Were Matthew and Luke plagiarists?  They copied word-for-word passages from Mark, without any indication that they were using someone else’s work.  Today that will get you fired (or, say, removed from the presidency of an Ivy League school).  But what about in the ancient world?

Here I continue here with my discussion of plagiarism in the antiquity, citing some sources that talk about the phenomenon only to condemn it, before considering whether Matthew and Luke can be considered culpable.

You may be surprised by my answer.

First, I give some more ancient  writings, starting with where I left off, with Vitruvius (a famous Roman architect; not a famous volcano)

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Elsewhere Vitruvius himself delivers a stringent judgment on those who engaged in the practice of plagiarism: “While, then, these men [viz. Those who left a written record of past events and philosophies] deserve our gratitude, on the other hand we must censure those who plunder their works and appropriate them to themselves” (Book 7, Preface 3).   This attitude coincides with other ancient discourse about the practice, as in Polybius’s  off-the-cuff comment on authors who discuss “genealogies, myths, the planting of colonies, the foundations of cities and their ties of kinship”; Polybius laments the fact that since so much has already been written about such things, a modern writer who discusses them either rehashes what others have said, or worse, “represents the work of others as being his own,” a procedure that he calls “a most disgraceful proceeding” (ὃ πάντων ἐστὶν αἴσχιστον). [1]

Were Matthew and Luke plagiarists?  They copied word-for-word passages from Mark, without any indication that they were using someone else’s work.  Today that will get you fired (or, say, removed from the presidency of an Ivy League school).  But what about in the ancient world?

Equally harsh is Pliny the Elder, who in his Natural History discusses his own practices of citation in contrast to those who are “of a perverted mind and a bad disposition” and steal the work of others to pass off as their own (Natural History, Preface 20-23):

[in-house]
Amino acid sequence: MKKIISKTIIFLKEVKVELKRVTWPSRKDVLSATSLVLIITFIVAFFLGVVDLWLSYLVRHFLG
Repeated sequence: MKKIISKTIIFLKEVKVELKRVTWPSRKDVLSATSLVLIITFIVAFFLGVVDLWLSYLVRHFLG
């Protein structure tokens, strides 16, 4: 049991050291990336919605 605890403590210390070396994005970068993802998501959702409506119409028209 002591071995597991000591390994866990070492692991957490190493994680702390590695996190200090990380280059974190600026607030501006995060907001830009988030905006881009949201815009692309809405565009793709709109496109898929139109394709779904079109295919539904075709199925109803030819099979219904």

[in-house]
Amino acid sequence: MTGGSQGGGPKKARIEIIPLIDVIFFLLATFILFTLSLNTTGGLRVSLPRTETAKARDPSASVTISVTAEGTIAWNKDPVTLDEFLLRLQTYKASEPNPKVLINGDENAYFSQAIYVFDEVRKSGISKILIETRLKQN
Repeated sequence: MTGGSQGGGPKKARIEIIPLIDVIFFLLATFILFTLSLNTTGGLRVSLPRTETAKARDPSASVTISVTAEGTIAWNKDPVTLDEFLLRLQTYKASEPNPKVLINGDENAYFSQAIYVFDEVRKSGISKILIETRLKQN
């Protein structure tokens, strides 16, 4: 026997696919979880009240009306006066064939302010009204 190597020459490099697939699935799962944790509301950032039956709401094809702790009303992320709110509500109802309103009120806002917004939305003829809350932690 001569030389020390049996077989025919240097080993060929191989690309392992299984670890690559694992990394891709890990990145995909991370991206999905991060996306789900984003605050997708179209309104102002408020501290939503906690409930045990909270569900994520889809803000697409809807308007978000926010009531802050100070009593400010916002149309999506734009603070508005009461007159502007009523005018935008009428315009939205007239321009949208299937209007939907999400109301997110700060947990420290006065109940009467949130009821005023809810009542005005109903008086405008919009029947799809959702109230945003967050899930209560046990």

For I consider it to be courteous and to indicate an ingenuous modesty, to acknowledge the sources whence we have derived assistance, and not to act as most of those have done whom I have examined. For I must inform you, that in comparing various authors with each other, I have discovered, that some of the most grave and of the latest writers have transcribed, word for word, from former works, without making any acknowledgement; …  For it is indeed the mark of a perverted mind and a bad disposition, to prefer being caught in a theft to returning what we have borrowed (obnoxii profecto animi et infelicis ingenii est deprehendi in furto malle quam mutuum redder).[2]

It is a genuine question concerning how relevant the ancient discourse on plagiarism is to the “unacknowledged borrowings” found throughout the early Christian literature.   Assuming the two-source hypothesis, Matthew and Luke both acquired considerable amounts of their material, often verbatim, from Mark and Q, without acknowledgment.  But if plagiarism is defined as taking over the work of another and claiming it as one’s own, possibly the charge does not apply in these cases, as all the writings in question are anonymous.  That is to say, the later Synoptic authors are not claiming anything as their own, as they do not even name themselves.  The same would apply to the extensive and often verbatim reproduction of the Protevangelium Jakobi in such later texts as the Gospel of Pseudo-Matthew, in that the later author does not claim the earlier work as his own, since he is, in fact, writing pseudonymously.